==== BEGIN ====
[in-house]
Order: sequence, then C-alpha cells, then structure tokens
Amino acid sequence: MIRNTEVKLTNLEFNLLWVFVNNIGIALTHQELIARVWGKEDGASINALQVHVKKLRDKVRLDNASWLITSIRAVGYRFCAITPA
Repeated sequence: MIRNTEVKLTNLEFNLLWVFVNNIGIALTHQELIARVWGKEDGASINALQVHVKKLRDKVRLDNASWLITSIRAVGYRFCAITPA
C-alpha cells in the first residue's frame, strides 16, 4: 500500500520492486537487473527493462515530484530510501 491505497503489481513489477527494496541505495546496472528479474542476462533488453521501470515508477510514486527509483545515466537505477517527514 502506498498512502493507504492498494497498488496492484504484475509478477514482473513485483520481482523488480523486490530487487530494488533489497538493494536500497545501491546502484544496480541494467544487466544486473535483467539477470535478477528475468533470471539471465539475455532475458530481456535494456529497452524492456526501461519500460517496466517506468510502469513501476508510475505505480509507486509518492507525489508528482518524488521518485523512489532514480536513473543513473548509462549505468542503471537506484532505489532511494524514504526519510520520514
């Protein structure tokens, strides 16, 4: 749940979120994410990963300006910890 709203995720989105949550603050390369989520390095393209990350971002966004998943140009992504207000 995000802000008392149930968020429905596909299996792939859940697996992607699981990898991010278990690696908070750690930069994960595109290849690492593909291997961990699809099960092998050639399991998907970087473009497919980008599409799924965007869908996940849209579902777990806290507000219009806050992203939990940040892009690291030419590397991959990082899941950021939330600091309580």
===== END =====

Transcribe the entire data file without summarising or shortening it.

[in-house]
Order: sequence, then C-alpha cells, then structure tokens
Amino acid sequence: MIRNTEVKLTNLEFNLLWVFVNNIGIALTHQELIARVWGKEDGASINALQVHVKKLRDKVRLDNASWLITSIRAVGYRFCAITPA
Repeated sequence: MIRNTEVKLTNLEFNLLWVFVNNIGIALTHQELIARVWGKEDGASINALQVHVKKLRDKVRLDNASWLITSIRAVGYRFCAITPA
C-alpha cells in the first residue's frame, strides 16, 4: 500500500520492486537487473527493462515530484530510501 491505497503489481513489477527494496541505495546496472528479474542476462533488453521501470515508477510514486527509483545515466537505477517527514 502506498498512502493507504492498494497498488496492484504484475509478477514482473513485483520481482523488480523486490530487487530494488533489497538493494536500497545501491546502484544496480541494467544487466544486473535483467539477470535478477528475468533470471539471465539475455532475458530481456535494456529497452524492456526501461519500460517496466517506468510502469513501476508510475505505480509507486509518492507525489508528482518524488521518485523512489532514480536513473543513473548509462549505468542503471537506484532505489532511494524514504526519510520520514
């Protein structure tokens, strides 16, 4: 749940979120994410990963300006910890 709203995720989105949550603050390369989520390095393209990350971002966004998943140009992504207000 995000802000008392149930968020429905596909299996792939859940697996992607699981990898991010278990690696908070750690930069994960595109290849690492593909291997961990699809099960092998050639399991998907970087473009497919980008599409799924965007869908996940849209579902777990806290507000219009806050992203939990940040892009690291030419590397991959990082899941950021939330600091309580």